NCRC Statement In Opposition To The TABS Act


“The TABS Act is a free pass to Wall Street and a threat to household finances for the rest of us."

Congress should reject the Taking Account of Bureaucrats Spending (TABS) Act. The TABS Act was introduced in both the 116th and 117th sessions of Congress. 

The TABS Act reverses the clearly-stated intentions expressed by Congress in the 2010 Dodd-Frank Wall Street Reform and Consumer Protection Act by eliminating the CFPB’s independence from Congressional budgets. Understanding that corporate lobbyists would attempt to limit the CFPB, Congress called for CFPB funding to come from the Federal Reserve, which is itself funded independently from Congressional appropriations. 

“The logic of the TABS Act is as wrong as it gets,” said Jesse Van Tol, President and CEO of the National Community Reinvestment Coalition (NCRC). “It’s an attack against an agency that has accomplished the consumer protection goals that it was explicitly created to achieve. Supporters of the TABS Act would end the Consumer Financial Protection Bureau’s (CFPB) independence from Congressional appropriations, a structure that no other financial regulator must submit to, because they want to starve the CFPB of resources.

“The TABS Act is a free pass to Wall Street and a threat to household finances for the rest of us.”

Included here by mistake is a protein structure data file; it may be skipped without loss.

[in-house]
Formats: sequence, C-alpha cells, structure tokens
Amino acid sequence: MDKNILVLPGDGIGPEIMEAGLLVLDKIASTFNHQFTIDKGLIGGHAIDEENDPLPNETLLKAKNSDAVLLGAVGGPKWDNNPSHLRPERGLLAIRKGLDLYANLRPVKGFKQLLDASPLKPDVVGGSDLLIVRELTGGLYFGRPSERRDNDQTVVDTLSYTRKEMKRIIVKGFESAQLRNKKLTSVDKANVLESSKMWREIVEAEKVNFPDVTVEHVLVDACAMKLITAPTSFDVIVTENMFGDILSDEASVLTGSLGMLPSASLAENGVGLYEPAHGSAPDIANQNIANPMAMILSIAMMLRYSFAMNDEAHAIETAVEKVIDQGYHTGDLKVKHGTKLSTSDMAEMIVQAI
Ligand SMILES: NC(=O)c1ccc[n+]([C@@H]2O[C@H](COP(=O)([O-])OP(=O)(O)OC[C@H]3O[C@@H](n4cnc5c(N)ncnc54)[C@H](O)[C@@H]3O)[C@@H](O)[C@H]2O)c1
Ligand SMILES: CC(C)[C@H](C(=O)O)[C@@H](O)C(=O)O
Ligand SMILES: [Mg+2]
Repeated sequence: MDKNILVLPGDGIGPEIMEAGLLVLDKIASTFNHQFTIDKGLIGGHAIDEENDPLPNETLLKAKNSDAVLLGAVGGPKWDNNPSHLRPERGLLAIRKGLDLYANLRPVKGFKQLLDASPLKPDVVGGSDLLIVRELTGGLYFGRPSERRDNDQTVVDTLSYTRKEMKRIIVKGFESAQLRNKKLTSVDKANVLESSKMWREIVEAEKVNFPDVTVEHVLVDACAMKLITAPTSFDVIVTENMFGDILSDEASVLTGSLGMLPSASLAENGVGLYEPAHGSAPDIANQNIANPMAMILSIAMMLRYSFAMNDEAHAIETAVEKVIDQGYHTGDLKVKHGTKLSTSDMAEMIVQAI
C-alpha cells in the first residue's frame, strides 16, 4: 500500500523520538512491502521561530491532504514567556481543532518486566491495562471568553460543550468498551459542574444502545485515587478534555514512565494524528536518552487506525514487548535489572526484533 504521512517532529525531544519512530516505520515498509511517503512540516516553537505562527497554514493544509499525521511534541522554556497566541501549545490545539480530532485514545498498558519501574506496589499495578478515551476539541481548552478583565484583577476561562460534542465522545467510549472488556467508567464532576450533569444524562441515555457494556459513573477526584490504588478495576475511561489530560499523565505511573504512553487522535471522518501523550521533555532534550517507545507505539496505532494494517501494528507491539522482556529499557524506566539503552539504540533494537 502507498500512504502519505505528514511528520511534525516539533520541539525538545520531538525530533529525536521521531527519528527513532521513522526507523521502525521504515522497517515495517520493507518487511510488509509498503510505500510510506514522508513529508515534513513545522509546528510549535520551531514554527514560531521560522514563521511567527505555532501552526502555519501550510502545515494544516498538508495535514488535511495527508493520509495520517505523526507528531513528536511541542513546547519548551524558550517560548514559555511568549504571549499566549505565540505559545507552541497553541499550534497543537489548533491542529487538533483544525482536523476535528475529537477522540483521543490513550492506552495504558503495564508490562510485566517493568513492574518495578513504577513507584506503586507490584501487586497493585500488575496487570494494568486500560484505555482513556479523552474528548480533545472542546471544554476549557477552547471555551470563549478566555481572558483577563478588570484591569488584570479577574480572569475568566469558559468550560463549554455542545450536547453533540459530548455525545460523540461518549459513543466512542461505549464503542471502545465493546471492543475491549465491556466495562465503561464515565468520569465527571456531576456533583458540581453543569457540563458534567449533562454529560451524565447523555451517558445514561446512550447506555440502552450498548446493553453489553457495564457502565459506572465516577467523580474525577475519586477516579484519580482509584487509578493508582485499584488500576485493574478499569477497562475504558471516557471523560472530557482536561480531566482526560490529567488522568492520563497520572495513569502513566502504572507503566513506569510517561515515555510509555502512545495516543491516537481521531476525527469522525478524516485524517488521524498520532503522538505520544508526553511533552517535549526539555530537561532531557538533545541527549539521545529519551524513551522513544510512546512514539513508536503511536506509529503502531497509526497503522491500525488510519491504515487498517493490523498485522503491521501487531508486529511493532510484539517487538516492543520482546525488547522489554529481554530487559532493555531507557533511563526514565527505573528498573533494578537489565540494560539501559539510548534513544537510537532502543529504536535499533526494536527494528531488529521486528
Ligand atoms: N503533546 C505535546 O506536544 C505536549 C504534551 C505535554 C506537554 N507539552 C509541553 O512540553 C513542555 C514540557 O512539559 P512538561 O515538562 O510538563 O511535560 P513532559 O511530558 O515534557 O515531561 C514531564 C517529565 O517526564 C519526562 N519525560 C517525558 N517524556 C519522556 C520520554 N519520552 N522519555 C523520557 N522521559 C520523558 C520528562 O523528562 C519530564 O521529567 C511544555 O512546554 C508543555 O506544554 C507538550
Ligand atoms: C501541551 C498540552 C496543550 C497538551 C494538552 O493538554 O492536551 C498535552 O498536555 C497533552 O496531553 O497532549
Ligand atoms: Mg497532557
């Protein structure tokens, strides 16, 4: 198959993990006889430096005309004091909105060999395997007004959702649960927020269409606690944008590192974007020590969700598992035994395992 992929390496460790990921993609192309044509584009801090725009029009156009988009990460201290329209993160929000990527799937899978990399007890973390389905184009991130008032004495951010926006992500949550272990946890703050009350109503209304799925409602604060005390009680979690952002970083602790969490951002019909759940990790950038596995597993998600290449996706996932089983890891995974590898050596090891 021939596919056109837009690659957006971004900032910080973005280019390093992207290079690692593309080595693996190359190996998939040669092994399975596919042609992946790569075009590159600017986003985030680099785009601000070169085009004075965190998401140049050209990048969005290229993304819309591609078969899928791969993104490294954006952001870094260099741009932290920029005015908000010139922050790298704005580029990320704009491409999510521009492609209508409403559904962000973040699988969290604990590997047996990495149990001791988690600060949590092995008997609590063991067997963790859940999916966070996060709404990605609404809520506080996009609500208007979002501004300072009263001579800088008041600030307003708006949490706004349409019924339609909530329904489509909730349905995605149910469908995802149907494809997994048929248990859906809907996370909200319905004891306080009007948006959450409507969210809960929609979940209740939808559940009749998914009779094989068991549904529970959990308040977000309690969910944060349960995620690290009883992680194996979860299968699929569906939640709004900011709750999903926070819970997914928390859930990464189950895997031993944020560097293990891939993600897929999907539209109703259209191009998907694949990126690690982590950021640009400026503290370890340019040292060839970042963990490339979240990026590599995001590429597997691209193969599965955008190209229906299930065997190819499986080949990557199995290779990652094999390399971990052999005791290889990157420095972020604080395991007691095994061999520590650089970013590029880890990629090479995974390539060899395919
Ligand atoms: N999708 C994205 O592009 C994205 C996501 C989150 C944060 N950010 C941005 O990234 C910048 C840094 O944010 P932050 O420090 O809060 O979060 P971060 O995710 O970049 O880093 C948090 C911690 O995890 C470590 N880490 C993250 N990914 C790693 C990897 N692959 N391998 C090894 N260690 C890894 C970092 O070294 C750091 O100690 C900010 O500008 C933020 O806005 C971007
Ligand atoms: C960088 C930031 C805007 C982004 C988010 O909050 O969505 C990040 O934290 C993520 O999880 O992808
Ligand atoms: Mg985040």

The CFPB has detractors because it has been a success. Since being established, the CFPB’s enforcement actions have led to $16 billion in relief to consumers and ordered approximately $3.7 billion in civil penalties on financial institutions. The CPFB puts the interests of consumers before those of lobbyists for banks, credit bureaus, debt collectors and other financial institutions.

“To continue on its impressive record, the CFPB’s funding must remain independent of Congressional politics,“ Van Tol said.

While some in Congress have it out for the CFPB, nearly four in five Americans, made of majorities from both sides of the political aisle, say they support the agency’s mission. More than 7 in 10 support proposals to rein in debt collectors, protect student borrowers, limit credit card and overdraft fees and stop evasions of consumer protections.

In October, the Fifth Circuit Court of Appeals issued a ruling that the CFPB’s funding structure is unconstitutional, even though the appropriations clause of the Constitution is clear that the requirement to submit to appropriations only covers funds drawn from the US Treasury. The Supreme Court has agreed to hear the CFPB’s petition to reverse the decision. 

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